Adam, Paul; Li, Linda C; McDonald, Michael; Backman, Catherine L

2013-01-01

254

Seeking health information online: does limited healthcare access matter?  

PubMed

Consumers facing barriers to healthcare access may use online health information seeking and online communication with physicians, but the empirical relationship has not been sufficiently analyzed. Our study examines the association of barriers to healthcare access with consumers' health-related information searching on the internet, use of health chat groups, and email communication with physicians, using data from 27?210 adults from the 2009 National Health Interview Survey. Individuals with financial barriers to healthcare access, difficulty getting timely appointments with doctors, and conflicts in scheduling during clinic hours are more likely to search for general health information online than those without these access barriers. Those unable to get timely appointments with physicians are more likely to participate in health chat groups and email physicians. The internet may offer a low-cost source of health information and could help meet the heightened demand for health-related information among those facing access barriers to care. PMID:24948558

Bhandari, Neeraj; Shi, Yunfeng; Jung, Kyoungrae

2014-11-01

255

Social and Behavioral History Information in Public Health Datasets  

PubMed Central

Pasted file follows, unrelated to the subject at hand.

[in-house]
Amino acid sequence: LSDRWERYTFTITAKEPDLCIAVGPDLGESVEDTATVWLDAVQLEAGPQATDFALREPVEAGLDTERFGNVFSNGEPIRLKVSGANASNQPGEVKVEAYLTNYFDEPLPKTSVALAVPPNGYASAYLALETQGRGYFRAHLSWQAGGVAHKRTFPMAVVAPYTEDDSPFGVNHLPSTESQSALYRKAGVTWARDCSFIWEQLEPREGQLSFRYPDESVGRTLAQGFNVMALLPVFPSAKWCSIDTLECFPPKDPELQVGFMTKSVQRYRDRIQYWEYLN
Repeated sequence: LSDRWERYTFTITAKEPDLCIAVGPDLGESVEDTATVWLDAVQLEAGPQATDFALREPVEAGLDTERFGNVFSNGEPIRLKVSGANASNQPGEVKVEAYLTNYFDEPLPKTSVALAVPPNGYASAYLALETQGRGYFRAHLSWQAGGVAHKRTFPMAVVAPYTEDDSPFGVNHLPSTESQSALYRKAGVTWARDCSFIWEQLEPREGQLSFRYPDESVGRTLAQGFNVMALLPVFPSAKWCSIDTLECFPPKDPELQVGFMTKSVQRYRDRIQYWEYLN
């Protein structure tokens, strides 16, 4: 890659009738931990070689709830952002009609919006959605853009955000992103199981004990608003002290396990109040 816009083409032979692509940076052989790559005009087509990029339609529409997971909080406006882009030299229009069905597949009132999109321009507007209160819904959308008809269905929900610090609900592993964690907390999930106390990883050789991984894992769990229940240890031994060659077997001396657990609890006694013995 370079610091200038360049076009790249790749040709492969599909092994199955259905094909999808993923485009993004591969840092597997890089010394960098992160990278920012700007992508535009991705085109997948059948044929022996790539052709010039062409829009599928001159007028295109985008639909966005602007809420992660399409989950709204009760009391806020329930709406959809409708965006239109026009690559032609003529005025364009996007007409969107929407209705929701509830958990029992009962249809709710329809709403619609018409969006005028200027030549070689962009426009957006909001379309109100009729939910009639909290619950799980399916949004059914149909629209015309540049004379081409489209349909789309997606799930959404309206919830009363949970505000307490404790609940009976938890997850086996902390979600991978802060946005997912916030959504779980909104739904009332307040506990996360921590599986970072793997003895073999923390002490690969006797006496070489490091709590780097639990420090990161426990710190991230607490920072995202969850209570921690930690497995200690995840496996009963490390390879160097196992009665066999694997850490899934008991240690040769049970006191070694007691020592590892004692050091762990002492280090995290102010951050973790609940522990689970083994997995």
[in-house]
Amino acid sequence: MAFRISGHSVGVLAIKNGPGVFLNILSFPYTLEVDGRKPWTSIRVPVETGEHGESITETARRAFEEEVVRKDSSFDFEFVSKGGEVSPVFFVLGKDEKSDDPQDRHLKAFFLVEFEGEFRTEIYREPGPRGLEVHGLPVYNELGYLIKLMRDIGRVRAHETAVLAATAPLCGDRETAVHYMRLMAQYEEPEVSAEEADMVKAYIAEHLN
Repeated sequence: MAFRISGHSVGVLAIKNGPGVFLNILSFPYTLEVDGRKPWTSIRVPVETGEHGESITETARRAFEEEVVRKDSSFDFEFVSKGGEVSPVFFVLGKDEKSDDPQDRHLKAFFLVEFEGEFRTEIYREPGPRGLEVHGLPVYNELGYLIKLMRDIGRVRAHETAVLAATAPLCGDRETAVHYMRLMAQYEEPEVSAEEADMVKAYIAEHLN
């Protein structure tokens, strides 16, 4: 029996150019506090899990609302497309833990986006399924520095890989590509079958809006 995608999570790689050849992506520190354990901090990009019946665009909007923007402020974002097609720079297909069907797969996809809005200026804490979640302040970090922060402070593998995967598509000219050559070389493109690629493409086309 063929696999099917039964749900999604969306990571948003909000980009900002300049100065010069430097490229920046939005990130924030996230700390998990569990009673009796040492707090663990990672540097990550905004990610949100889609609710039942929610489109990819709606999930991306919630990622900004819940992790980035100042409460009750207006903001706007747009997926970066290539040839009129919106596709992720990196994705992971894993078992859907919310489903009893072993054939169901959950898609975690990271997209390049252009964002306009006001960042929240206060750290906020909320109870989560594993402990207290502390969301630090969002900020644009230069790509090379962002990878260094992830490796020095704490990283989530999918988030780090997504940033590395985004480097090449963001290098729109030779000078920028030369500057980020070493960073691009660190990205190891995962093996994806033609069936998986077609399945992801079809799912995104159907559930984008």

Social and behavioral history is increasingly recognized as integral for understanding important determinants of disease and critical for patient care, research, clinical guidelines, and public health policies. Social and behavioral history information in the public health domain, specifically large public health surveys, has not been well described. In this study, a content analysis was performed and information model constructed and contrasted with clinically-based models for each of three widely used public health surveys: BRFSS (Behavioral Risk Factor Surveillance System), NHANES (National Health and Nutrition Examination Survey), and NHIS (National Health Interview Survey). Survey items were predominantly related to alcohol use, drug use, occupation, and tobacco use. Although the clinical social history information model was similar, public health social history demonstrated additional complexity in coding temporality, degree of exposure, and certainty. Our results give insight into ongoing efforts to integrate clinical and public health information resources for improving and measuring health. PMID:23304335